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Memory Problems May Increase After Being Hospitalized

A new study suggests that older people may have an increased risk of problems with memory after being in the hospital, according to research published in the March 21, 2012, issue of Neurology®, of the American Academy of Neurology.

 
PRLog - Mar. 22, 2012 - ST. PAUL, Minn. – A new study suggests that older people may have an increased risk of problems with memory and thinking abilities after being in the hospital, according to research published in the March 21, 2012, online issue of Neurology®, the medical journal of the American Academy of Neurology.

“Our study is timely as the United States population continues to rapidly age and researchers try to identify factors that could reduce memory and thinking problems in the elderly,” said study author Robert S. Wilson, PhD, of Rush University Medical Center in Chicago. “Understanding a possible link to something as common as hospital stays is extremely important.”

The study involved 1,870 people over the age of 65 who lived in Chicago and were interviewed every three years for up to 12 years to test their memory and thinking skills. Of those, 1,335 people, or 71 percent, were hospitalized at least once during the study.

On average, elderly people’s scores on tests of memory and thinking skills decline slightly as they age. In the study, researchers found that people’s overall scores declined twice as fast after a first hospital stay, compared either to their previous rate before the hospital stay or to people who were not admitted to the hospital. On specific tests, the rate of decline after the first hospital stay was more than three times faster on a long-term memory test and 1.5 times faster on a complex attention test. The results stayed the same even after considering factors such as severe illness, longer hospital stay and older age.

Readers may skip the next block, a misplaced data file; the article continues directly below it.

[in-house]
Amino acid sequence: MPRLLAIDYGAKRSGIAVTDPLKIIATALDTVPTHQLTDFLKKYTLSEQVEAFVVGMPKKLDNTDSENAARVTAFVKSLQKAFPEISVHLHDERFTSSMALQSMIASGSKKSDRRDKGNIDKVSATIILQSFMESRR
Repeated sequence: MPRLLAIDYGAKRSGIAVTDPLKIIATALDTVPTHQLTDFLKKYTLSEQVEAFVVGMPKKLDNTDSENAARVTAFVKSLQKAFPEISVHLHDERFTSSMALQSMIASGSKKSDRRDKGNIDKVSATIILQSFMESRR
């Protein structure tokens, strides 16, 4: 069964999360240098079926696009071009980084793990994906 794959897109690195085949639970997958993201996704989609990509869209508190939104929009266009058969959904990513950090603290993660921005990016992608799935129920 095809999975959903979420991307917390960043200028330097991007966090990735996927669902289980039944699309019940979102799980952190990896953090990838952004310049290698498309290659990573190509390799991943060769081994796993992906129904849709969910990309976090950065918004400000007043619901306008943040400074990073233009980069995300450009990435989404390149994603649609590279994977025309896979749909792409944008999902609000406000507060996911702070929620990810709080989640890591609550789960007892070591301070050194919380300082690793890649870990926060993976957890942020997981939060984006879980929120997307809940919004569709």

“Further research may help to develop strategies to prevent medical problems in older people that lead to hospital stays. It could also lead to changes in hospital inpatient and discharge policies,” said Wilson.

The study was supported by the National Institutes of Health and the National Institute on Aging.

The American Academy of Neurology, an association of more than 25,000 neurologists and neuroscience professionals, is dedicated to promoting the highest quality patient-centered neurologic care. A neurologist is a doctor with specialized training in diagnosing, treating and managing disorders of the brain and nervous system such as Alzheimer’s disease, stroke, migraine, multiple sclerosis, brain injury, Parkinson’s disease and epilepsy. For more information about the American Academy of Neurology, visit http://www.aan.com or find us on Facebook, Twitter, Google+ and YouTube.

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Tags:memory, hospital, dementia, elderly, American Academy of Neurology, aan, neurology, journal Neurology
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